Modularity represents another dubious transfer from linguistics to cognitive science.           According to Fodor (1983), the functional organization of the mind-brain involves a set of modules that instantiate a self-contained process.          Modular processing models (e.g., Levelt 1989) propose that in understanding the meaning of a sentence we start with a module that first converts the acoustic signal to a set of discrete phonetic features.         A characteristic of modular theory is “shallow information transfer”;       the acoustic signal is not transferred from the module that derives phonetic features.          Another module accepts the output of this first module and discerns phonemes, a third module recognizes words formed by sequences of phonemes, further modules decode syntax, others feed in semantic information, and so on.           However, evidence from studies that date back to the 1960s refutes modular theories for speech perception as
well as “higher” levels of language processing such as word recognition and syntactic processing.        Speech produced in normal conversation is generally underspecified.          Pollack and Pickett (1963) found that 200 msec segments cut out of the stream of speech were generally unintelligible, even when recordings were made under optimal conditions.         The message would suddenly “pop up” as the duration of the excised segment was increased.           In some cases the apparent message was incorrect - listeners “heard” words that the speakers had never uttered.         The apparent explanation was that listeners formed a running hypothesis on the basis of impoverished acoustic cues;     when the hypothesis was consistent with an informed guess based on the listeners’ expectations they “heard” the message, reconstructing nonexistent phonetic detail from their expectations.            These findings have been repeatedly replicated (e.g., Tseng 1981; Samuel 1996, 1997, 2001; Shockey 2003).         Speakers are sloppy when they believe that a listener can infer meaning from context or prior knowledge (Lieberman 1963).       When people talk, their speech output is generally underspecified.           Moreover, slight distortions of the acoustic signal that do not have any effect on phonetic categorization, affect lexical retrieval demonstrating that shallow information transfer does not occur in the hypothetical phonetic module (Uttman et al. 2001).           In short, little evidence supports the claim that the human brain is organized in a manner similar to a digital computer in which a chain of discrete operations perform particular “encapsulated” calculations.           Listeners appear to keep track of the acoustic signal even as they perform ostensibly “higher” operations.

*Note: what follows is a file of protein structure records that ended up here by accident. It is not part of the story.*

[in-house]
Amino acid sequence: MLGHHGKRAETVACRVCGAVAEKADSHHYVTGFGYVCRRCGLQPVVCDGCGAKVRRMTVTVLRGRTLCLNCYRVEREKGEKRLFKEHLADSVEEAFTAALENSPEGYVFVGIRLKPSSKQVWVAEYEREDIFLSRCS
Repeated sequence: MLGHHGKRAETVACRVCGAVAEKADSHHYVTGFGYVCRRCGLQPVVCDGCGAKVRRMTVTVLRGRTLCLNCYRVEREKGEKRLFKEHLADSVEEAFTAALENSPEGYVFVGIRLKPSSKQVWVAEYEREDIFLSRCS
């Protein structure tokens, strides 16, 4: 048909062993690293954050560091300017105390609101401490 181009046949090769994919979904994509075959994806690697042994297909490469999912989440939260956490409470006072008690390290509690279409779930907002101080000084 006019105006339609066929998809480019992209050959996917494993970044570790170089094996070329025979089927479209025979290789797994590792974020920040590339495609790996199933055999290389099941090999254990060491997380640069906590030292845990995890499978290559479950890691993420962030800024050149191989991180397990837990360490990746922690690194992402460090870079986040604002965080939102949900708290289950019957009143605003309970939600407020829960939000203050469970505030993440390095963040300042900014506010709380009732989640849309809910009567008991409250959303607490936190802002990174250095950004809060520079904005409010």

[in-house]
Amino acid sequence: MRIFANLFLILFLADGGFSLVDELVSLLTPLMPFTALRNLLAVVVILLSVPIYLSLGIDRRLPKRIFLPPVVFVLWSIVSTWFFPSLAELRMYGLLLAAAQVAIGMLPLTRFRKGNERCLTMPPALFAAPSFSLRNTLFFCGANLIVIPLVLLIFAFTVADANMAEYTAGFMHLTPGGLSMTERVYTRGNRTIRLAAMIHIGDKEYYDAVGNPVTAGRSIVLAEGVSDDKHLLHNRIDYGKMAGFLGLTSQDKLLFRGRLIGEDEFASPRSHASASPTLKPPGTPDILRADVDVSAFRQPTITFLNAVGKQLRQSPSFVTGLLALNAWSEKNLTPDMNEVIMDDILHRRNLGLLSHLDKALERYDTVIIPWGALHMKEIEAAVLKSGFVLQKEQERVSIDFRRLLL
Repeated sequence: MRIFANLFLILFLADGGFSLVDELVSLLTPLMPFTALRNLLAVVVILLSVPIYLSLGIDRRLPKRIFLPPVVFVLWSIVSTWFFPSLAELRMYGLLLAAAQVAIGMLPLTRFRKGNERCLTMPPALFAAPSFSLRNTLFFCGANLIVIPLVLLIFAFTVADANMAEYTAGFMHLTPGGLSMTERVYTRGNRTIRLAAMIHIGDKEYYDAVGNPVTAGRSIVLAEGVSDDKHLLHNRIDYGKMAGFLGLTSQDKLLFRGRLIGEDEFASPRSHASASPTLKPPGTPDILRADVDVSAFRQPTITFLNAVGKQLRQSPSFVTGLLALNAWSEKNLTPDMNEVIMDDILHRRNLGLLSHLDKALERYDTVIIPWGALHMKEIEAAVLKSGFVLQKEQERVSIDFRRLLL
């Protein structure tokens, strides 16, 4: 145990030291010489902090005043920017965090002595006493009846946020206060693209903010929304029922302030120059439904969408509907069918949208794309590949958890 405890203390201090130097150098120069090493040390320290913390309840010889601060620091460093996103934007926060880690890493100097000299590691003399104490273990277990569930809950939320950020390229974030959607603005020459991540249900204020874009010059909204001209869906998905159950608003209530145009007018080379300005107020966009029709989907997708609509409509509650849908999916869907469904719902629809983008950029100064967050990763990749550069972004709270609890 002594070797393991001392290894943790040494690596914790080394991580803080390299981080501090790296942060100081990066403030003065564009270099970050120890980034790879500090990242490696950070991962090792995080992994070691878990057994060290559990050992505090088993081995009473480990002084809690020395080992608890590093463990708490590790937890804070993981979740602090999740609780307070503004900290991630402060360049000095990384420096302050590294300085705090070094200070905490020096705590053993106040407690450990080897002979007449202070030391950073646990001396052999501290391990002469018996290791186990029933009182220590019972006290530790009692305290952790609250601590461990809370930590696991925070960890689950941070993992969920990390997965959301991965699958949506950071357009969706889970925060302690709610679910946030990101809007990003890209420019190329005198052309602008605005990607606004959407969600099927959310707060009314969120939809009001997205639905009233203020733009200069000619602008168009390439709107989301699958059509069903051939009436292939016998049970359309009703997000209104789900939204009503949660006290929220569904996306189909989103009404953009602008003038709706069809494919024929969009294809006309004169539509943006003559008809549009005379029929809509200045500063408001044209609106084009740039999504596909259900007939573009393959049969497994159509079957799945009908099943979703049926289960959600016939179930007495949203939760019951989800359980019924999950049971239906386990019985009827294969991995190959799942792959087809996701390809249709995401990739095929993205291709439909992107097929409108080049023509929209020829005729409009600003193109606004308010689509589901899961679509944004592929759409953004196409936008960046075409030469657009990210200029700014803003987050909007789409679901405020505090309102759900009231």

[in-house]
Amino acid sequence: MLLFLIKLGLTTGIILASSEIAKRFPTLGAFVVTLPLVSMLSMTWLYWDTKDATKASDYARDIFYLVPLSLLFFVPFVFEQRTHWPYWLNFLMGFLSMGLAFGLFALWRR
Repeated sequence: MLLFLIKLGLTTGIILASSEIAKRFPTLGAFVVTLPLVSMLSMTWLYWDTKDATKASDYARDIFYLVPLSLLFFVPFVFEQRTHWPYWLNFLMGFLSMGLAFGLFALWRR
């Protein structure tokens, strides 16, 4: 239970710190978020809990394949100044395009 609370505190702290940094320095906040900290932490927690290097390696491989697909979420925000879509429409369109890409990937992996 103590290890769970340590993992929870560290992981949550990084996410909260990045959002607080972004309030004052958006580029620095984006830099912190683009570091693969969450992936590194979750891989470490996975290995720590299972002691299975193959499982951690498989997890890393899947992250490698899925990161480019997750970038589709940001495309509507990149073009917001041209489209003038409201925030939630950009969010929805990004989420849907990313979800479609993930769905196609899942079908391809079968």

But modular theories live on in Cognitive Science.          The most recent claim for Universal Grammar (Hauser, Chomsky and Fitch 2002) entails a species-specific module, a “narrow facility for language” (FLN) that yields “reiteration” - the neural process whereby a finite number of words can be recombined and reordered to generate an infinite number of sentences.        The FLN confers recursive syntax devoted to language, and language alone.         However, data from studies that follow the paradigms of evolutionary biology - that includes comparative studies of the brains and behavior of a wide range of species show that the neural basis for reiteration is not limited to syntax, nor is it strictly a species-specific human attribute.           It has evolutionary antecedents that go back hundreds of millions of years in time.


4. Neural circuits

The key to understanding the nature and evolution of the probable neural bases of human reiterate ability starts with the realization that Broca’s and Wernicke’s areas of the neocortex are not the “seats” of language.           The traditional linguistic neophrenological model transferred to cognitive science is simply wrong.          Independent studies show that absent subcortical damage, permanent aphasia does not occur.            And as Lashley (1951) proposed a half century ago, evidence from independent studies links the neural bases of human syntactic ability to brain mechanisms that first evolved to meet the demands of motor control in primitive species.         The ability to change a motor response pattern when circumstances dictate yielded a neural system that can reorder discrete actions to preserve biological fitness.          For example, a frog that is busily feeding will survive when it stops and instead jumps into the nearest body of water at the
approach of a predator.

It is evident that complex behaviors such as my pecking at the keys of this computer, walking, talking or comprehending the meaning of a sentence involve activity in many neural structures linked in a circuit.         And within a particular neural structure, one generally finds neuroanatomical structures that perform operations that play a critical role in different aspects of behavior.         “Local” operations performed by anatomically segregated populations of neurons in particular structures are linked to neurons in other structures forming neural “circuits” that regulate different aspects of behavior.          In a class of cortical-striatal-cortical circuits,   the striatal, subcortical, basal ganglia constitute a “sequencing engine” that plays a part in circuits that regulate activities such as walking, talking, comprehending the meaning of a sentence, retrieving the memories and the meanings of words, and changing the train of one’s thoughts. These findings are noted in many independent studies including Cummings (1993), Marsden and Obeso (1994), Graybiel (1995, 1997) and Lieberman (2000, 20002, in press).